Today, Friday 5 June, was the funeral of Danny Barnes (17 June 1944 – 15 May 2020).
Danny was a leading member in the 1980s and 90s of Quest, the national group for LGBT Catholics, and London Friend, a counselling and support group for LGBT people.
He used to attend the LGBT+ Catholics Mass more often in the early days, at Centrepeace and then at St Anne's Soho, but he became increasingly immobile. He volunteered regularly for telephone helplines such as THT, Quest Linkline and befriending groups such as London Friend, carried out a lot of work for some of the HIV/AIDS groups that came and went in the 1980's and 90's, and was a very involved in Quest North London. He could also be one of the most fun people you could hope to meet.
This was the period in which the lesbian and gay community was ravaged by HIV/AIDS, and the social and political struggle for LGBT equality and recognition finally came to public notice. Danny was an openly and unapologetically gay man, but he sought no attention for himself. His time and effort were spent volunteering for support and befriending groups; staffing fledgling telephone helplines, usually in unheated offices and church halls and often with callers in great distress; and helping people stay connected with the Church, even if they had experienced hostility or outright rejection from family and/or clergy.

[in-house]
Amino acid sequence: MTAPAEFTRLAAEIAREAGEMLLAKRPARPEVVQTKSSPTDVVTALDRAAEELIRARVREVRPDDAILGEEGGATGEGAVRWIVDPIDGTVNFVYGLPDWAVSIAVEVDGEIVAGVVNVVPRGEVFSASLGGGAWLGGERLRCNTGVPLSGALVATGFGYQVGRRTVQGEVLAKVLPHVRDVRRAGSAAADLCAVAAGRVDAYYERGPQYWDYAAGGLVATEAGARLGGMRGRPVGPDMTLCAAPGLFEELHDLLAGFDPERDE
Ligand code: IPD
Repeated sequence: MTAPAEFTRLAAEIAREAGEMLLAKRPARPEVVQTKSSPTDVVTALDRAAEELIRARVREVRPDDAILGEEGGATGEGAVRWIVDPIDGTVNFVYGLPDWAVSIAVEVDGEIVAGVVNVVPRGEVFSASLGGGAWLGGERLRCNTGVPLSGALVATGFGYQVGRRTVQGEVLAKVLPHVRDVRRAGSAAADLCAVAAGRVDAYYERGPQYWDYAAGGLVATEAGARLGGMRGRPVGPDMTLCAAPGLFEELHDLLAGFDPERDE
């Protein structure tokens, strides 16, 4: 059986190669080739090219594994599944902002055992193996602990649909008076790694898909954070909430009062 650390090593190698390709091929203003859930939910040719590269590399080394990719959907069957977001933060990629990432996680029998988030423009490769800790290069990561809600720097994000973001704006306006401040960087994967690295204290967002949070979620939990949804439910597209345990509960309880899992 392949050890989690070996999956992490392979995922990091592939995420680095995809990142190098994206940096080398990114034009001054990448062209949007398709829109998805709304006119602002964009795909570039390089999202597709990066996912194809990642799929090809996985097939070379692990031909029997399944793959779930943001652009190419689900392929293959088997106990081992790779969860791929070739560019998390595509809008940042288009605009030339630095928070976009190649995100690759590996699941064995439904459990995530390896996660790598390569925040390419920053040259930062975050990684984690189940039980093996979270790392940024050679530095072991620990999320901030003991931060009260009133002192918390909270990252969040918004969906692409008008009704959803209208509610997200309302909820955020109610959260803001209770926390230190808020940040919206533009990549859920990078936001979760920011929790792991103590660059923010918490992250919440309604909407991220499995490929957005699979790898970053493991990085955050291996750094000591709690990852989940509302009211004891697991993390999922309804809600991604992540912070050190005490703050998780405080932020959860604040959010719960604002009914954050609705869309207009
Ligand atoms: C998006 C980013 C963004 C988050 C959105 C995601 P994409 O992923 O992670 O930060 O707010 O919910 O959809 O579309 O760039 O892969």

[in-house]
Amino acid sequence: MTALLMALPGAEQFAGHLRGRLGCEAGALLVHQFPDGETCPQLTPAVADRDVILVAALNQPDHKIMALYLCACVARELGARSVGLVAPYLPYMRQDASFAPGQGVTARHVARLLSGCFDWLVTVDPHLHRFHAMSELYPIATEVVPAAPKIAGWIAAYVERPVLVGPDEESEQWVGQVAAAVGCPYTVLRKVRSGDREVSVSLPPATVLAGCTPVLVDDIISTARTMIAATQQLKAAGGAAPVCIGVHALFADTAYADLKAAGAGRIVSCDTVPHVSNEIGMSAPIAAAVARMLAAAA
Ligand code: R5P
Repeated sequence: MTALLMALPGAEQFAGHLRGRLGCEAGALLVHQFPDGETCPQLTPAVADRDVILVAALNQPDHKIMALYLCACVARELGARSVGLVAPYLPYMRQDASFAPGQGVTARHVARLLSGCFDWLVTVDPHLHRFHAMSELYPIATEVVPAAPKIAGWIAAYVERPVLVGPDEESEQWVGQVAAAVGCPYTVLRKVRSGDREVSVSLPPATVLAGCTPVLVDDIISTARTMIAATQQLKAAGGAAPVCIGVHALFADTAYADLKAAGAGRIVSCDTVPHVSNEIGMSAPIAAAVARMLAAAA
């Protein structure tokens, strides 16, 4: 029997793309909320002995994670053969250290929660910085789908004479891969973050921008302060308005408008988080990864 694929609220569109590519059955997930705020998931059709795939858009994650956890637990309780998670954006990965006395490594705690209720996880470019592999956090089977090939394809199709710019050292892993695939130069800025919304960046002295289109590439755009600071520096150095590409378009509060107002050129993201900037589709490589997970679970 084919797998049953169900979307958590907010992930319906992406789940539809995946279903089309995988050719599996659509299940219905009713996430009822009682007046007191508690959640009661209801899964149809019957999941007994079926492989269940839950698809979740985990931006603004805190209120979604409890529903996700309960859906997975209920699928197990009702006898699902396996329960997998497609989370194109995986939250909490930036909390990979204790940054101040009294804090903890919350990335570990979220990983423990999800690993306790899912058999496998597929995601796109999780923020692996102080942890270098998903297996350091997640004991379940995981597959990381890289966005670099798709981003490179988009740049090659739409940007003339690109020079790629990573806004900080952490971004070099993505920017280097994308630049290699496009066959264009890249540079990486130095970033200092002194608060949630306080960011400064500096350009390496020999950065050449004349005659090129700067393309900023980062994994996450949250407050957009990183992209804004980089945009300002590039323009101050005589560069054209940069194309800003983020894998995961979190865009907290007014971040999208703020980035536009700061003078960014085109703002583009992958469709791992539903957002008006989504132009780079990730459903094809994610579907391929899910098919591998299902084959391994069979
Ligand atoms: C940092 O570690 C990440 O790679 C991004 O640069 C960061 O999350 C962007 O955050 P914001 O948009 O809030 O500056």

Danny Barnes with Rev Dr Bernard Lynch, taken outside St Anne's Soho before the ecumenical service for Pride weekend.
A Vatican II man to the core, Danny believed deeply that “We are the Church” and had no time for clerical or liturgical pomposity.
Danny lived in the unglamorous part of Islington all his life. He worked in the public sector, helping people in difficult circumstances to navigate the benefits system and sometimes find their way back to employment, and not concerned to advance his own career. Lately his social life was seriously affected by mobility problems – a heavy blow for a gregarious and generous man with a tremendous sense of fun.
The cancer which took his life came swiftly, and like so many others at present, he could not be visited at the end by his loved ones. He is greatly missed by his many friends and his extended family, particularly his niece Karen.